2018 has proved to be a memorable year for diversity and inclusion news, advocacy, strategies and, most importantly, action. Here is what BBU believes are five of the developing trends for 2019 and the construction sector:
Growth in Affinity Groups
2018 saw a growth in new affinity/networking groups in the construction sector as a way to support the needs of diverse talent. As organisations and individuals seek ways to support a diverse workforce, greater investments will be made in grassroots approaches which create a greater understanding of the barriers and enablers of inclusive workplaces.
Increased competition for talent
The UK is on the cusp of significant demographic change in the population and workforce. The impact of an ageing workforce will mean that employers will increasingly need to explore ways to engage, retain and support a multi-generational workforce. This is likely to increase demand for work flexibility and a better understanding of, for example, disability and ageism.
At the time of writing, the UK’s exit of the European Union is still an unknown quantity in terms of the impact on migration and skills. The construction sector has, for some time, been struggling to find the talent needed to deliver major infrastructure, engineering and housing projects - an issue which has been mitigated by the opportunity afforded by EU membership and the mutual recognition of skills. This could provide a much-needed push to engage and recruit from a wider UK talent pool.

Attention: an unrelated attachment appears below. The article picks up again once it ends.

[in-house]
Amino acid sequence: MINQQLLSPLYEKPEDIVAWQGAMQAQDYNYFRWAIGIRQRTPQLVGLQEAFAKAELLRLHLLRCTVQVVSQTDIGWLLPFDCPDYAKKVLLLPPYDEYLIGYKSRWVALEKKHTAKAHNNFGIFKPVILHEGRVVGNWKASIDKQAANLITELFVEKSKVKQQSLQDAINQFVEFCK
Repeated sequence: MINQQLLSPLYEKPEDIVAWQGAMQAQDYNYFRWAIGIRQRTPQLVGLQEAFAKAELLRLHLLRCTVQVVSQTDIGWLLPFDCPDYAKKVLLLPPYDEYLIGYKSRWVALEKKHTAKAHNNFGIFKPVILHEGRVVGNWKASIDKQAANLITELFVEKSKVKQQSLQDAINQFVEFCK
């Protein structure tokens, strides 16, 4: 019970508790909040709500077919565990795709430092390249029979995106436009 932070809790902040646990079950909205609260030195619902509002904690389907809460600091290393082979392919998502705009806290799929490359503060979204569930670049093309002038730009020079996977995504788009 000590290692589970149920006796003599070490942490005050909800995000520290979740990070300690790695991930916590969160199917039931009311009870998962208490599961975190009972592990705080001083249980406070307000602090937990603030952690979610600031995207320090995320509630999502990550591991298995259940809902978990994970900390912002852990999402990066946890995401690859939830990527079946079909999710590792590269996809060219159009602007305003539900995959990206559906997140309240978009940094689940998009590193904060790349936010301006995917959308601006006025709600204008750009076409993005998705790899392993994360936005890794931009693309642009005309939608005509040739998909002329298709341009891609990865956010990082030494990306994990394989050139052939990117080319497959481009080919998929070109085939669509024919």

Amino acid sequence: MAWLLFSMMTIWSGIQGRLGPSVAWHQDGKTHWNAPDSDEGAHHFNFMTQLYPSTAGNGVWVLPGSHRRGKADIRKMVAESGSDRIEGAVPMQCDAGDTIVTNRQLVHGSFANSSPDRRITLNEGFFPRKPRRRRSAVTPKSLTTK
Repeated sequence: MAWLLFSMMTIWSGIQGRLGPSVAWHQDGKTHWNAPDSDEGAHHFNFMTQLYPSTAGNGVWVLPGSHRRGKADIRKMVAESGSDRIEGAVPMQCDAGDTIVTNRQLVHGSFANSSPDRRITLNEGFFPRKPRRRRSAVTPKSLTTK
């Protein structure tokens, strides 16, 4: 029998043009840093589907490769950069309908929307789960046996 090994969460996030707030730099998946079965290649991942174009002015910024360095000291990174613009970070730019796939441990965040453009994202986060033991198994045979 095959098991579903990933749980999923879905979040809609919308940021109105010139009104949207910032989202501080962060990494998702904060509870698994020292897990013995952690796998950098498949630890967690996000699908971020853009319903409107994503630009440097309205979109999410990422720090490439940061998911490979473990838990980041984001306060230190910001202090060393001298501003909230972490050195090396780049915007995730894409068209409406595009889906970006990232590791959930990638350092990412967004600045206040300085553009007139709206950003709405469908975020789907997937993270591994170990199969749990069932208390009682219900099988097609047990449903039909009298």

Mind the gap
In 2018 the UK government launched Gender Pay Gap reporting for companies of 250 people plus, as a way of measuring the average pay difference between men and women. The outcomes of this work proved to be a talking point in 2018 and a catalyst for some organisations to address inequality. The government is currently exploring the expansion of pay reporting and is consulting on Ethnicity Pay Gap reporting. Should this go live we are likely to see much more intentional and action-driven strategies to address pay inequality.
Focus on leadership
One of the many reasons that the findings in the reports on the diversity pay gap have been so marked is the lack of diversity at junior and senior management levels of companies and organisations. To truly transform, organisations will need to do more to raise awareness and take action to root out unconscious bias in their progression strategies.
Intersectionality and diversity beyond gender
As the conversation in the construction industry evolves we will need to see businesses go beyond what has been the relatively safe ground of focus on gender diversity, to consider how the often multiple impacts of bias and discrimination are limiting individuals as well as access to talent.